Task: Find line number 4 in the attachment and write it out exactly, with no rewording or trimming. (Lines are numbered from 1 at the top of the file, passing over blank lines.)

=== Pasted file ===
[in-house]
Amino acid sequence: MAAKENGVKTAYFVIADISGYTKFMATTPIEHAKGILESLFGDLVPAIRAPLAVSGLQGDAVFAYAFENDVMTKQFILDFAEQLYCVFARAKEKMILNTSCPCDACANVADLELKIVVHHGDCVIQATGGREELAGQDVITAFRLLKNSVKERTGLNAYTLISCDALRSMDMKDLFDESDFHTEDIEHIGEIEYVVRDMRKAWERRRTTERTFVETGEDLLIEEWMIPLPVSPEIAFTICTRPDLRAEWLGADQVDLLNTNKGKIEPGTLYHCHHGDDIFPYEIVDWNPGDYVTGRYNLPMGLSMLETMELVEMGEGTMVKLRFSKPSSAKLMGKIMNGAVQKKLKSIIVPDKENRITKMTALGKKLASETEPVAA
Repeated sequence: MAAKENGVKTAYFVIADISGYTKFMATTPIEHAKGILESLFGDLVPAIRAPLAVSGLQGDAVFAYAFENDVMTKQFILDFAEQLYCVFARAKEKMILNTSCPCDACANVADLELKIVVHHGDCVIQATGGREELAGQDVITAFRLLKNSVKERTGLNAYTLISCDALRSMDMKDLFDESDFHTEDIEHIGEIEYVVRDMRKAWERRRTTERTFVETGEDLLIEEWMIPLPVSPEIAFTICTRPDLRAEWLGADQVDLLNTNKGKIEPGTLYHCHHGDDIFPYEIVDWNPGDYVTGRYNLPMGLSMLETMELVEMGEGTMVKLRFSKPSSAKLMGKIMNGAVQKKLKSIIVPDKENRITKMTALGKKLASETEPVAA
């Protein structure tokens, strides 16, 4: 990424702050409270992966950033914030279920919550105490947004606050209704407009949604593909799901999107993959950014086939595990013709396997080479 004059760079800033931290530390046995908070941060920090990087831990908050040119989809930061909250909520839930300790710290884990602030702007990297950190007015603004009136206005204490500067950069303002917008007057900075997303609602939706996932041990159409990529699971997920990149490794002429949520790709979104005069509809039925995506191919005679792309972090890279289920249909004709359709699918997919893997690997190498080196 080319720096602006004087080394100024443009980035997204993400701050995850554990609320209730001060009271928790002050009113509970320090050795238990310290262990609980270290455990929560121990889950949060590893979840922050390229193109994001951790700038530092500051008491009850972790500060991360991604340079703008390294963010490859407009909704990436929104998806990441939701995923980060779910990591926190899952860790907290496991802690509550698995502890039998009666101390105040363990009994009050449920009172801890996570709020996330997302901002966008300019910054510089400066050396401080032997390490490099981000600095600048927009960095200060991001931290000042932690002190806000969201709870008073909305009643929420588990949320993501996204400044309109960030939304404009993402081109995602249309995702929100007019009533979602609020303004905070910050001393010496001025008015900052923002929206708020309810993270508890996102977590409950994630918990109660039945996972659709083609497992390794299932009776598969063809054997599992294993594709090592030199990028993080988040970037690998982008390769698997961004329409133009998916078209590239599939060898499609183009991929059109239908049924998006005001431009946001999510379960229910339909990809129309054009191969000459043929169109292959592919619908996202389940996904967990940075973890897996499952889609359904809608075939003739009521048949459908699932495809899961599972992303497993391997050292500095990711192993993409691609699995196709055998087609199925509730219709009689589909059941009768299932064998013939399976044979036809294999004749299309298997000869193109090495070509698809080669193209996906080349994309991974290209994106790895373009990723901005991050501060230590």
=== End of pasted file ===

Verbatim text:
């Protein structure tokens, strides 16, 4: 990424702050409270992966950033914030279920919550105490947004606050209704407009949604593909799901999107993959950014086939595990013709396997080479 004059760079800033931290530390046995908070941060920090990087831990908050040119989809930061909250909520839930300790710290884990602030702007990297950190007015603004009136206005204490500067950069303002917008007057900075997303609602939706996932041990159409990529699971997920990149490794002429949520790709979104005069509809039925995506191919005679792309972090890279289920249909004709359709699918997919893997690997190498080196 080319720096602006004087080394100024443009980035997204993400701050995850554990609320209730001060009271928790002050009113509970320090050795238990310290262990609980270290455990929560121990889950949060590893979840922050390229193109994001951790700038530092500051008491009850972790500060991360991604340079703008390294963010490859407009909704990436929104998806990441939701995923980060779910990591926190899952860790907290496991802690509550698995502890039998009666101390105040363990009994009050449920009172801890996570709020996330997302901002966008300019910054510089400066050396401080032997390490490099981000600095600048927009960095200060991001931290000042932690002190806000969201709870008073909305009643929420588990949320993501996204400044309109960030939304404009993402081109995602249309995702929100007019009533979602609020303004905070910050001393010496001025008015900052923002929206708020309810993270508890996102977590409950994630918990109660039945996972659709083609497992390794299932009776598969063809054997599992294993594709090592030199990028993080988040970037690998982008390769698997961004329409133009998916078209590239599939060898499609183009991929059109239908049924998006005001431009946001999510379960229910339909990809129309054009191969000459043929169109292959592919619908996202389940996904967990940075973890897996499952889609359904809608075939003739009521048949459908699932495809899961599972992303497993391997050292500095990711192993993409691609699995196709055998087609199925509730219709009689589909059941009768299932064998013939399976044979036809294999004749299309298997000869193109090495070509698809080669193209996906080349994309991974290209994106790895373009990723901005991050501060230590």